Unhappy Customers Don’t Need the Internet to Hurt You

I’ve written several times on the ways that the web has given consumers unprecendented influence on how companies are perceived. An angry customer an internet connection can tell his side of the story to thousands by posting it on a blog, a consumer forum, or the company’s own web site.

I’ve done it myself — hello, Superbookdeals!

Some consumers are still doing it the old-fashioned way. In the Oregonian’s “Complaint Desk” column, Laura Gunderson tells the story of David Haskew, a cable customer in Cornelius, Oregon. Haskew was unable to resolve an audio problem through the company’s regular channels (he chose not to name the company when recounting the story)

Finally, after seeing one of the company’s trucks drive by, he got an idea. That afternoon he knocked a sign into his front yard saying, “An unhappy customers of (mystery company name) lives here”. Maybe, he thought, an employee would see the sign and get the message to a big shot.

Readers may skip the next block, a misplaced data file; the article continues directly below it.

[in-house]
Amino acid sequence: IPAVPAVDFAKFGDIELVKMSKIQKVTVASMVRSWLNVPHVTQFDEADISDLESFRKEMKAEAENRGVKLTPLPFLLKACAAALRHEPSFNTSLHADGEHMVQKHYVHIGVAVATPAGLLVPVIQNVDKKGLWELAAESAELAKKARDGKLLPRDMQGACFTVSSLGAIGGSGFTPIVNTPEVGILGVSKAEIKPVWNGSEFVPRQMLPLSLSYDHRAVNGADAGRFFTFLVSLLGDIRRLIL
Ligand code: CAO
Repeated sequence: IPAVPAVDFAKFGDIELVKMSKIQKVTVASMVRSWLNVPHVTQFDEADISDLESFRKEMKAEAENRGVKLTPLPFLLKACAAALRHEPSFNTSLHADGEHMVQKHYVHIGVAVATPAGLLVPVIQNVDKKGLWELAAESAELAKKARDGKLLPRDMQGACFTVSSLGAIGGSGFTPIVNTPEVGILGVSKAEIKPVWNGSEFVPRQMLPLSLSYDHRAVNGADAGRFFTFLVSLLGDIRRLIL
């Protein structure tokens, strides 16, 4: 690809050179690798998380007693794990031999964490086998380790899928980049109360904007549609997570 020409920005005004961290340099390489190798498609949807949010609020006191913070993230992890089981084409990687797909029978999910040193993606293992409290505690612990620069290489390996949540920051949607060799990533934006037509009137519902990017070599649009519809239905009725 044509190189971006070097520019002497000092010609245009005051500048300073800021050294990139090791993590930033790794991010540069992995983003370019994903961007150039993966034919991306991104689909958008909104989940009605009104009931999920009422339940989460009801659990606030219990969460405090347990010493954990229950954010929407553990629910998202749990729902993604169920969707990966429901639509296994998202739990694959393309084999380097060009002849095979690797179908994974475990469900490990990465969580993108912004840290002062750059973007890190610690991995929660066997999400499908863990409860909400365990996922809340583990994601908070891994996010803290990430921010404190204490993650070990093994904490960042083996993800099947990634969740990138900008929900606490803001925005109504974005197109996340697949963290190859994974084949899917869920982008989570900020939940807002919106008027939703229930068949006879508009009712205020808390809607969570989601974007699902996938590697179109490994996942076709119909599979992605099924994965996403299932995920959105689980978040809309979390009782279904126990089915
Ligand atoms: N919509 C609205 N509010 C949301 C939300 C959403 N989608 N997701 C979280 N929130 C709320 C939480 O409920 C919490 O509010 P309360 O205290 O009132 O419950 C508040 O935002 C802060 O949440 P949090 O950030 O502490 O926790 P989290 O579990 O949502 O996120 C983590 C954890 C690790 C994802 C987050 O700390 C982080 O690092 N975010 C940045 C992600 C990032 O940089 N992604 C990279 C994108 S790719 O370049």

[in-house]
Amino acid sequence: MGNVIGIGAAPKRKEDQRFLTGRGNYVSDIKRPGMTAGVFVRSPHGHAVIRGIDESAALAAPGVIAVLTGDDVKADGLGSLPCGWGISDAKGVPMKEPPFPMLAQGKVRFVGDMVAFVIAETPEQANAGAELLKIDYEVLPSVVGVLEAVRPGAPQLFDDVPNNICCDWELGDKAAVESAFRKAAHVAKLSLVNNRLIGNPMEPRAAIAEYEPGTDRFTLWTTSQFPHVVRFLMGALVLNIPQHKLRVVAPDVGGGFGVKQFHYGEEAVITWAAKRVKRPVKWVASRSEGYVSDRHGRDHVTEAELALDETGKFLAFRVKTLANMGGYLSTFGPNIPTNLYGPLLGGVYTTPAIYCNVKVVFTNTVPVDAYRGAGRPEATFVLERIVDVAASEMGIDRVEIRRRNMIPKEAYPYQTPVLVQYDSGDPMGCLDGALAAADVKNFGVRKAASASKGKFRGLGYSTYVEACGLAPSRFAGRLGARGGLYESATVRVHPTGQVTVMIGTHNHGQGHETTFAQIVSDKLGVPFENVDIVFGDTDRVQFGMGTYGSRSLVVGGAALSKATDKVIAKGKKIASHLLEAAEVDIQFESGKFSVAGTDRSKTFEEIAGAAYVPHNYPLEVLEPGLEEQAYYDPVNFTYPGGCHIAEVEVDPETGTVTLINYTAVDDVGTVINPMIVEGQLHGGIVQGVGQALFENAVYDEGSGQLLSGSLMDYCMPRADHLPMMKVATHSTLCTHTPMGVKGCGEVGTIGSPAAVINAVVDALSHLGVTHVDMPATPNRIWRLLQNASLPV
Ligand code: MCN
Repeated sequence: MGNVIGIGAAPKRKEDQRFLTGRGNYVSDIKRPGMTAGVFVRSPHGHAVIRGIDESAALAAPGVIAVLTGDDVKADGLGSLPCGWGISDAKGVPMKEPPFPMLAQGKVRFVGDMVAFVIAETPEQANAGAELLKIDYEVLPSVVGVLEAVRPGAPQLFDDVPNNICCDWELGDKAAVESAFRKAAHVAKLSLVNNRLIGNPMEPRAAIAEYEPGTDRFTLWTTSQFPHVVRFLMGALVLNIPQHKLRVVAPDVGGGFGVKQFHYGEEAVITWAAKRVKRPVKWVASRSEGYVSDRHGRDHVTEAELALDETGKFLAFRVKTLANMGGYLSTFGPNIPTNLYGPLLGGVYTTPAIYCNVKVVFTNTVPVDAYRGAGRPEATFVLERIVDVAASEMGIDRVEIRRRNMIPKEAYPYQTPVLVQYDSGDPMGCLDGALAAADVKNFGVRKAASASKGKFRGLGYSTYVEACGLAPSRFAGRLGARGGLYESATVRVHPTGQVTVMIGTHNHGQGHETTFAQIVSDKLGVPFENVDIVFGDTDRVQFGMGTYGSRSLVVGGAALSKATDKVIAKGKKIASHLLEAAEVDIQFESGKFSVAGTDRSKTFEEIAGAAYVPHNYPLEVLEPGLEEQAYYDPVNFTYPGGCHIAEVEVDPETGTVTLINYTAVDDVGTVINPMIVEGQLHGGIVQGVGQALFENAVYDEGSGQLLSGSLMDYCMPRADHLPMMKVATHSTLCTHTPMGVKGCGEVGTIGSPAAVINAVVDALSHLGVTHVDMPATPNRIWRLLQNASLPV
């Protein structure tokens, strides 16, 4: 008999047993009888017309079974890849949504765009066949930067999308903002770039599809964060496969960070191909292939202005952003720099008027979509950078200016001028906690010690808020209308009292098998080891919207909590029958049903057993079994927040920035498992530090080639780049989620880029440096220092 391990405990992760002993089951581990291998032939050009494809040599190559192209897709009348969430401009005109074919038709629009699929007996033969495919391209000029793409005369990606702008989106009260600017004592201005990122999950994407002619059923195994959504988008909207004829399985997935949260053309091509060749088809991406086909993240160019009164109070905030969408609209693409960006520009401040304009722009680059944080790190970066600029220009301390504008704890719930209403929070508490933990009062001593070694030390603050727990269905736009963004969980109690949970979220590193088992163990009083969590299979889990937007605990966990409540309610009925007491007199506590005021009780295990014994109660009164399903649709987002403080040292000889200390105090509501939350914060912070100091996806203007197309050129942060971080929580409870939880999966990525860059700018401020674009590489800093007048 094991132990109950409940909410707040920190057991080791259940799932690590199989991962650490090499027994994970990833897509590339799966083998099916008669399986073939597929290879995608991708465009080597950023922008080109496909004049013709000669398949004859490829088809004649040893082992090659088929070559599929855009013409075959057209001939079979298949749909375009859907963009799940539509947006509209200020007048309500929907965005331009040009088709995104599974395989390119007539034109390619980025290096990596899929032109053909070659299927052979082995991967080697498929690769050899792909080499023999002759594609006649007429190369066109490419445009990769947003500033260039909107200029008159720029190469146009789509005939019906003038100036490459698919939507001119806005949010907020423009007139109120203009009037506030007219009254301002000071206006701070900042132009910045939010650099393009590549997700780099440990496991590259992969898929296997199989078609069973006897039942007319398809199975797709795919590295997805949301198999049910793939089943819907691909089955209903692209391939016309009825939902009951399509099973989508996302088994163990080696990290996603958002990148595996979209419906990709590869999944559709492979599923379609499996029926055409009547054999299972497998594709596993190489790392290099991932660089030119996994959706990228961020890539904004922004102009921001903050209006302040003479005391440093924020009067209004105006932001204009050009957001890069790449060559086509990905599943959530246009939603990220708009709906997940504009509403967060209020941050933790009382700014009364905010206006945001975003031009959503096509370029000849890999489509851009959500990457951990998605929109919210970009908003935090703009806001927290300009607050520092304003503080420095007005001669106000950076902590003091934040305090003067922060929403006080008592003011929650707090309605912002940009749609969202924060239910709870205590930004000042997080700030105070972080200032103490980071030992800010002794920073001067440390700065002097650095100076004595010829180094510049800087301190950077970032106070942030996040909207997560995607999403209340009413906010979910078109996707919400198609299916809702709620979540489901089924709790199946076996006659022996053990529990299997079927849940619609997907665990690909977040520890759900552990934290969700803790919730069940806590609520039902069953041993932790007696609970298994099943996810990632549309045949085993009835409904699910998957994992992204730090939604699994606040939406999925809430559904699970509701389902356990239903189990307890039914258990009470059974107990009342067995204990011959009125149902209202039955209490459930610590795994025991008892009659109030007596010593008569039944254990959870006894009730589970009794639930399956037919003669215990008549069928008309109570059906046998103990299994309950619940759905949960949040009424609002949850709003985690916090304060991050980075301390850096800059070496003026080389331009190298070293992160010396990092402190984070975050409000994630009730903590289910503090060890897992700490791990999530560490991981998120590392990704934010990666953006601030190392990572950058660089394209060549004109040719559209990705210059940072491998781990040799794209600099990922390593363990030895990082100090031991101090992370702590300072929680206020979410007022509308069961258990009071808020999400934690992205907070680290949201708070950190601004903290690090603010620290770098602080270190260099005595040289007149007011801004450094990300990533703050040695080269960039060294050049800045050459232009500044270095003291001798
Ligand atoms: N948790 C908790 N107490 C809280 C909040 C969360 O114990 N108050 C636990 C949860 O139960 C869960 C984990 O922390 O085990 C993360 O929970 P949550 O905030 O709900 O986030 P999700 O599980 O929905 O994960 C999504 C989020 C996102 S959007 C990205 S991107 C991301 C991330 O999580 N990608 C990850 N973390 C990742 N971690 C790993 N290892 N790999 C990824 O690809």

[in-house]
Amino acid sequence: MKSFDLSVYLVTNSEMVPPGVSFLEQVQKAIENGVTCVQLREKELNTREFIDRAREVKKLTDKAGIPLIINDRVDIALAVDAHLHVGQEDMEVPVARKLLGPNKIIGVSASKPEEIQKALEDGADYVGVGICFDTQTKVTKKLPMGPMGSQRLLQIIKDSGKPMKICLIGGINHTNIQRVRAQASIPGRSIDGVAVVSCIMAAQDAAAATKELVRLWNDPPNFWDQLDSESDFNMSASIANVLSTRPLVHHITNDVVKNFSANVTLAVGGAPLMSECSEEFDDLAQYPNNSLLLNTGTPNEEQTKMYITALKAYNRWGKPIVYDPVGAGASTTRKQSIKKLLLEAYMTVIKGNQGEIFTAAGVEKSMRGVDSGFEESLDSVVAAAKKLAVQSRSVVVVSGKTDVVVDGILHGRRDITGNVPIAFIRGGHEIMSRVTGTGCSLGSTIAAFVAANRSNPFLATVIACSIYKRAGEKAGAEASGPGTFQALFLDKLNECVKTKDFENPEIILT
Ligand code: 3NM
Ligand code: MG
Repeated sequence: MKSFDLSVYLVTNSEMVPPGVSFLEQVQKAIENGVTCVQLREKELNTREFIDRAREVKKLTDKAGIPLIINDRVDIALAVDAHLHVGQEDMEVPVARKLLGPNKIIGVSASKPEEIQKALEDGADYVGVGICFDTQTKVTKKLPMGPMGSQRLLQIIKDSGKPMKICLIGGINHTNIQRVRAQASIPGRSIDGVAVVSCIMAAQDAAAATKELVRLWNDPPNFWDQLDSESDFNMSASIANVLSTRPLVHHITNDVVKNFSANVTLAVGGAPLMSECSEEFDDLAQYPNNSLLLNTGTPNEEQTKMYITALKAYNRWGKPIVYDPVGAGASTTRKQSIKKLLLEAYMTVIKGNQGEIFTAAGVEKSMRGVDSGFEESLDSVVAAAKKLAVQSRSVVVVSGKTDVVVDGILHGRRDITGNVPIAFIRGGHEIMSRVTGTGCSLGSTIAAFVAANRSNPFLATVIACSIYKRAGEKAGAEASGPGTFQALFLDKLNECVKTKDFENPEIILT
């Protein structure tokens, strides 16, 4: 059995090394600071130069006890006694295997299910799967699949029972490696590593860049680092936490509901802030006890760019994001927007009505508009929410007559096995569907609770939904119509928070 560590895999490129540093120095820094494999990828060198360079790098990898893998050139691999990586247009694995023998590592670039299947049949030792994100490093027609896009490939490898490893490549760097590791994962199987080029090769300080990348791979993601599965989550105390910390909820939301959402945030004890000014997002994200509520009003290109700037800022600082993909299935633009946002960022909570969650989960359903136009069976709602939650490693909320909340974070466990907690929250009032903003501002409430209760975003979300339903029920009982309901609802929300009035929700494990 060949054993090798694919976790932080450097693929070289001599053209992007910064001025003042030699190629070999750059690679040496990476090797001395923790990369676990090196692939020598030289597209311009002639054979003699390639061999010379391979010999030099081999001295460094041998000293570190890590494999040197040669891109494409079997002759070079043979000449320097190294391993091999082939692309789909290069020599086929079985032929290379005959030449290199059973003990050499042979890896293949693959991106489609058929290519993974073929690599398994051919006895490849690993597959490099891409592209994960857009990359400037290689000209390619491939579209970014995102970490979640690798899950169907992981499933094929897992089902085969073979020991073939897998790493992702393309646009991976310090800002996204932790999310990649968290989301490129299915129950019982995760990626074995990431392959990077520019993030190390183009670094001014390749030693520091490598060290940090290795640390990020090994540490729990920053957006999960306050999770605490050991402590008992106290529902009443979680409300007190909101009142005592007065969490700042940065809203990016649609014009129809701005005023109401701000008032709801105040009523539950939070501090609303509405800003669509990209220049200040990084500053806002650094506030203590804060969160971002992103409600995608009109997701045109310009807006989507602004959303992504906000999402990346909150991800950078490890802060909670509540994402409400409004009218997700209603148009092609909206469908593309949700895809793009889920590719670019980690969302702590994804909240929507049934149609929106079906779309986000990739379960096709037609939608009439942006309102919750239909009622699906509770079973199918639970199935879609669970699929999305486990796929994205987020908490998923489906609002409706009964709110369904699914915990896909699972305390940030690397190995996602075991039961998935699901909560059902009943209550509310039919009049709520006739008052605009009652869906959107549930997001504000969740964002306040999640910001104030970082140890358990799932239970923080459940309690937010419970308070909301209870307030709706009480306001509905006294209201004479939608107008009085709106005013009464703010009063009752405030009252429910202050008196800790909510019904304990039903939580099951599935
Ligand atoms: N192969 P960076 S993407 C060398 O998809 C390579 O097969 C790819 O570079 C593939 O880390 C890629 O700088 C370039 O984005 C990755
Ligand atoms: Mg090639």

Sure enough, he said, an executive called within 48 hours. A service call was scheduled and, 10 minutes later, the problem was fixed.

So today’s lesson is simple. Yes, you should closely monitor web chatter about your company. But don’t forget to look for lawn signs.


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